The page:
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CNET Australia Podcast

Thanks for the memories  July 26, 2012

A scientist, liquid nitrogen and 1500 ping pong balls

About The Author

CNET Editor

Michelle Starr is the tiger force at the core of all things. She also writes about cool stuff and apps as CNET Australia's Crave editor. But mostly the tiger force thing.

(Screenshot by Michelle Starr/CNET Australia)

Liquid nitrogen is pretty dangerous stuff on quite a few levels — not the least of which is volatile explosiveness.

The boiling point of liquid nitrogen is -196 degrees Celsius — so at room temperature, it becomes a gas very, very quickly. As it vapourises, it expands — so if you put it in an enclosed space, things can get a little ... explodey.

To demonstrate how this works, Dr Roy Lowry of the UK's Plymouth University put together the following:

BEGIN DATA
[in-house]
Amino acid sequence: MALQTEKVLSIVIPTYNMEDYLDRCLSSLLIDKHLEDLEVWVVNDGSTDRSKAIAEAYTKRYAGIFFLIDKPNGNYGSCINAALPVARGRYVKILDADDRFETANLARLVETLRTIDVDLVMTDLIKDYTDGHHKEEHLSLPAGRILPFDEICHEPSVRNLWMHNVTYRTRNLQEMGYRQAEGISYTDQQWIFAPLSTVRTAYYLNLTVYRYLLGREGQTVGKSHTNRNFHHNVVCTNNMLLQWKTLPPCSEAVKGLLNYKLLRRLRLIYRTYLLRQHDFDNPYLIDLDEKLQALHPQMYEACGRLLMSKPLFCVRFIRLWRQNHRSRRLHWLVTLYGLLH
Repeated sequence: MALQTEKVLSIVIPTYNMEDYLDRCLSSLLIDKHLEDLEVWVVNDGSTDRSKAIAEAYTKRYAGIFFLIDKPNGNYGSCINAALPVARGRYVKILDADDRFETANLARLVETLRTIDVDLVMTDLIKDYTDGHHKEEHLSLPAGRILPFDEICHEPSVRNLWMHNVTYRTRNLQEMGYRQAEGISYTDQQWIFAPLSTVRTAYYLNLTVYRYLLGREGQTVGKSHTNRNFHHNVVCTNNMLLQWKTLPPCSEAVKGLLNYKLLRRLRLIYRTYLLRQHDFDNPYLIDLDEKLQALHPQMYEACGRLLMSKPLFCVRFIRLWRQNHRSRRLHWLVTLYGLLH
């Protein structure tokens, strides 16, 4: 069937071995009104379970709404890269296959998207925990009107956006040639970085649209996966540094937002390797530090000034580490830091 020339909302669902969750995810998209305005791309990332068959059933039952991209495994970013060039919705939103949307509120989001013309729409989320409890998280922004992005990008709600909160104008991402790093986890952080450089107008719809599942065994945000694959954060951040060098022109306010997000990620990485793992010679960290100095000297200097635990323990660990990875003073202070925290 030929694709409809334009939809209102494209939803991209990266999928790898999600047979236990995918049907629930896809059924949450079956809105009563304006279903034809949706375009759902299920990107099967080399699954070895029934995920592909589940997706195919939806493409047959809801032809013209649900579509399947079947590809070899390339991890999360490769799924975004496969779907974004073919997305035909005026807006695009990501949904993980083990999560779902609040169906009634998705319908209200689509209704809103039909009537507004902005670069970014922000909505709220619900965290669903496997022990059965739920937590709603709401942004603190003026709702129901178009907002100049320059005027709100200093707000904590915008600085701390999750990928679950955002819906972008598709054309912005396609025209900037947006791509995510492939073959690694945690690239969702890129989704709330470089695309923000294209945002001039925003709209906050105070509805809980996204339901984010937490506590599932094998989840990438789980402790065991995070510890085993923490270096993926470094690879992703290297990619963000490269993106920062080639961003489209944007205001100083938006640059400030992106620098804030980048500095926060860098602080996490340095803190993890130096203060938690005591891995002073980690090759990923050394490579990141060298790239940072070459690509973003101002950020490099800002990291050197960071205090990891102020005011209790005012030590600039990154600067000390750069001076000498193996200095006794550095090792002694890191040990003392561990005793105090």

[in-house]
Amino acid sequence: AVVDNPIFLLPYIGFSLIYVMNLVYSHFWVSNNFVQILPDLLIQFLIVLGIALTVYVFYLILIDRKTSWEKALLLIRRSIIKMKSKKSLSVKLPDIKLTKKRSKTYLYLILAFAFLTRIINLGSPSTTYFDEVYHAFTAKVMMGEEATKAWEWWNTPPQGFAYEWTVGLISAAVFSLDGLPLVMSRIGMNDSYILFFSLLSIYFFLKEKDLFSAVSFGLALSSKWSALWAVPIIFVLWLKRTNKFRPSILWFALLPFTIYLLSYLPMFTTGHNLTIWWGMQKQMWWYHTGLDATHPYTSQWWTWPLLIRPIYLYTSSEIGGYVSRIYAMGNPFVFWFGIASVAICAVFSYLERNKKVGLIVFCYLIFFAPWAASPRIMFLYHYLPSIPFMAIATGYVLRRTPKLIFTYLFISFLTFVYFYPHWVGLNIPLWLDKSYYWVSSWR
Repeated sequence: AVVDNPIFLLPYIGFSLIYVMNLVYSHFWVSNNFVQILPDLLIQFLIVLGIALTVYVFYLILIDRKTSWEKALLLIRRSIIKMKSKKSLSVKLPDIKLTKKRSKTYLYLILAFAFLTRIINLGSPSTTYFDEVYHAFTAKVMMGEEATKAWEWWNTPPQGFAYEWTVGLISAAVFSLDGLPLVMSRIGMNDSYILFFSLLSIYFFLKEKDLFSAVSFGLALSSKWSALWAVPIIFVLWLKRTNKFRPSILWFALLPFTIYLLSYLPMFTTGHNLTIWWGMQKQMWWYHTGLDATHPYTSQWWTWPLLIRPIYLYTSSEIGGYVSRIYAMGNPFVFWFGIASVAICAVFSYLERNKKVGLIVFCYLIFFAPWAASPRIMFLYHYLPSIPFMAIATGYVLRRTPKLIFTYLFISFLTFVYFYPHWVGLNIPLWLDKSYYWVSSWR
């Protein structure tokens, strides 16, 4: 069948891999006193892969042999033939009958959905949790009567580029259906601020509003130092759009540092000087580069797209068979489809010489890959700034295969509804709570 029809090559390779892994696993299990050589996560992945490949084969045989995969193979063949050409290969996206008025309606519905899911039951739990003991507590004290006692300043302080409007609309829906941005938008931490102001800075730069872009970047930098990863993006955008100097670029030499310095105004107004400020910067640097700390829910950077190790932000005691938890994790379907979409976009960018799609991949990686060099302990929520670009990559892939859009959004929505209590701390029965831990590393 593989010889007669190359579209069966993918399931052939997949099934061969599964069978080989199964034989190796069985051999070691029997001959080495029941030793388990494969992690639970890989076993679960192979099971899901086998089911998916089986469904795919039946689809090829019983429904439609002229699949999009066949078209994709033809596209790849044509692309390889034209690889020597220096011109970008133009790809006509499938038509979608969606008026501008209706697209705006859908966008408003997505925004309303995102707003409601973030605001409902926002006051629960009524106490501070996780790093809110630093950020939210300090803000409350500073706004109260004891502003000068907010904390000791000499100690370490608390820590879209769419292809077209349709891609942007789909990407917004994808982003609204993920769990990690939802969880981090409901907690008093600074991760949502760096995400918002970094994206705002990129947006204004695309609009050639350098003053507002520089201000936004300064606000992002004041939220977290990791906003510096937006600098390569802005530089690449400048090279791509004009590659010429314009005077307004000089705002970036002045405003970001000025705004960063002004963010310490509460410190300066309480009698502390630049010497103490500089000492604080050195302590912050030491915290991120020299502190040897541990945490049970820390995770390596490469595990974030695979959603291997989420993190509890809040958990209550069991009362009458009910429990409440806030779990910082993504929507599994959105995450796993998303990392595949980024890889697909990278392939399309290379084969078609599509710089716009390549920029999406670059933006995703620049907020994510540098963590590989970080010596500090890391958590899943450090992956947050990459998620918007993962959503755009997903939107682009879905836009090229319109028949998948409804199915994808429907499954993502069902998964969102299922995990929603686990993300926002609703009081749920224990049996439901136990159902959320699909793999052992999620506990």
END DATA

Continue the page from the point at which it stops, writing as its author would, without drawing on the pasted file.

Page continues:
• A plastic bin

  • Some warm water

  • A plastic bottle

  • Liquid nitrogen

  • 1500 ping pong balls.

You're probably already imagining the results, but it's even better than that. Watch the video below to see. We recommend you watch the whole thing, because of the science — but if you're too impatient, skip to about 3.45 for the money shot.

That would have been a right bollocks to clean up.



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StevieC posted a comment   

total anti climax.




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